While I'm not opposed to universals nor am I saying that we have to put up with homophobia, etc. because a certain context would let someone off the hook, I am opposed to addressing these problem as if culture is completely unimportant. What works for fighting homophobia in the US isn't going to work the same in China, in Iran, or really any other country (well, maybe Canada). And a queer accepting US is going to look different from a queer accepting Lebanon.

As much as we try to pretend that we're all coming from the same place, we're not. Homosexuality and sexuality are interpreted differently along cultural lines, and homophobia acts differently along those lines as well.

It's hard not to think that the implication in erasing this person's national origin was to (re)create an abstract ideal for queer acceptance. And, of course, that abstract ideal would be "whatever works for America."

And isn't that the exact thing that we're supposed to be working against? Is the idea that there's "one way" to do anything - be happy, have sex, work towards social justice, have a family, be queer accepting, view homosexuality - the exact antithesis of queer liberation?

Perhaps being on vacation this past week just made me light-headed with possibility.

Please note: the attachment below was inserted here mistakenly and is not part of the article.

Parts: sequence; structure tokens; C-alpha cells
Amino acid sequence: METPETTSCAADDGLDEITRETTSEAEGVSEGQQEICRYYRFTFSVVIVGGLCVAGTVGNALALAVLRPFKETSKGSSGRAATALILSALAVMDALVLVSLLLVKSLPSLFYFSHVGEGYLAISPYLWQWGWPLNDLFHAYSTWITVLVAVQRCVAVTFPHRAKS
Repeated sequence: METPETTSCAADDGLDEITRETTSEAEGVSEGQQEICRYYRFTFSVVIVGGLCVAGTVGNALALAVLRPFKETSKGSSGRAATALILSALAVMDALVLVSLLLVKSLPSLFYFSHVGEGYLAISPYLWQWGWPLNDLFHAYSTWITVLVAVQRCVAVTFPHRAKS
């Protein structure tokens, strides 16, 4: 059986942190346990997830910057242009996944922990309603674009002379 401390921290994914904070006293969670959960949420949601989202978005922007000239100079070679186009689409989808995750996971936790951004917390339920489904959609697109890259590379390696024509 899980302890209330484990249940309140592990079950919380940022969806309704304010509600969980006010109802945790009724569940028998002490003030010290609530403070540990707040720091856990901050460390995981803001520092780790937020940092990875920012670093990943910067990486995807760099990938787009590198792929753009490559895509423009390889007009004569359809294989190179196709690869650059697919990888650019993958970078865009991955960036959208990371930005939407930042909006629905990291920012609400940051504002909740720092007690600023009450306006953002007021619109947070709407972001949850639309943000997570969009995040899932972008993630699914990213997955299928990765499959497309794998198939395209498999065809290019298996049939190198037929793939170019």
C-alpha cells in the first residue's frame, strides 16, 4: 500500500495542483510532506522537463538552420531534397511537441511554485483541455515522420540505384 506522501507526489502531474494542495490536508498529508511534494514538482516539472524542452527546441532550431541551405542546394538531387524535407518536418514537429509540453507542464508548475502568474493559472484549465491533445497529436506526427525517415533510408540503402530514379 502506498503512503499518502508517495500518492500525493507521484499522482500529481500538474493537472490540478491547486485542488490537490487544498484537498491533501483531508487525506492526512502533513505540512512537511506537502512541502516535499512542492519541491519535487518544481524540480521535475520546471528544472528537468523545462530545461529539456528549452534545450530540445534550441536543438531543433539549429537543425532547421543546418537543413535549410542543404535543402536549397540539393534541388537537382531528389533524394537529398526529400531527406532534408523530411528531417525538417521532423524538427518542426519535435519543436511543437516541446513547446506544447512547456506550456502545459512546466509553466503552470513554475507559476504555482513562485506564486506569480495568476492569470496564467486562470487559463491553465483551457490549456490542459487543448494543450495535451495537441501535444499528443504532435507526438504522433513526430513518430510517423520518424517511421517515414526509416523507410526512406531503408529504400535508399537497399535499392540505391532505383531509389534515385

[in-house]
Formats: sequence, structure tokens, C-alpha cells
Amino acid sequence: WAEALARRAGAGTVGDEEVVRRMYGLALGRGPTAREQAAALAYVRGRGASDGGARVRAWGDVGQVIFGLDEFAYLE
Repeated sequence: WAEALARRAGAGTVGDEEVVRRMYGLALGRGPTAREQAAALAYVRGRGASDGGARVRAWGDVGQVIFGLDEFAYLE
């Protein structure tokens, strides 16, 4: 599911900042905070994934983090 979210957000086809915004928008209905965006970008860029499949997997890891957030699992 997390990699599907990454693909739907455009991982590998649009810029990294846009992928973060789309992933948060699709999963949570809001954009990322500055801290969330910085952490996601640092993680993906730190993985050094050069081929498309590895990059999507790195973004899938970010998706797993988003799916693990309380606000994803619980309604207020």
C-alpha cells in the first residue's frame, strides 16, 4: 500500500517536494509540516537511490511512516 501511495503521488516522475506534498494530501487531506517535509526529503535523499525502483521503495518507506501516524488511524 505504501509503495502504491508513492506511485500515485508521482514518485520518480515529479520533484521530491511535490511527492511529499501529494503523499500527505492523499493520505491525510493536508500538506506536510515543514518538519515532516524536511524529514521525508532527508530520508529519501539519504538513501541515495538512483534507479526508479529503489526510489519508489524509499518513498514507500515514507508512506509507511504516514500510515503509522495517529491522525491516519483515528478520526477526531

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Sportin' Life | April 19, 2008 4:14 PM

I interpret this much differently. The redaction (and the lack of consequences imposed by the Institute against this dangerous bigot) is more likely motivated by a paternalistic and patronizing attitude on the part of the administration which insists that the poor, benighted people of [redacted] are naturally superstitious and violent--and can't be expected to treat other people decently.

Which country it actually is has been covered up in order to suppress open discussion about whether or not this attitude is appropriate. I suspect the student is Muslim and that "religion" is part of the smokescreen.

I'm inclined to share Sportin's interpretation.

Any potential discussion on homophobia motivated by religion, especially marginalized religions, is avoided even by the most "progressive" colleges.

Oh, this post took half a week to write because I kept on getting distracted/drunk/interrupted while doing it. So, yeah, long and short of it, SL, that's what I meant, except a little different.

I don't know where this person is from, but, yeah, it's the idea that other countries/cultures can be judged on the same value system as we are. Whether the idea is that they're just too regressive/stupid to live up to that value system (as you think the LGBT Club thinks) or that this one individual who's not representative of that country (as I think the LGBT Club thinks), the idea that they have/want to play by the same rules as Americans do is still there.

Either way, I'm looking for a positive way to interpret this, other than a general "I'm sure their intentions were good."

Muslim? I don't know. From the sound of the letter, it's not an English speaking country.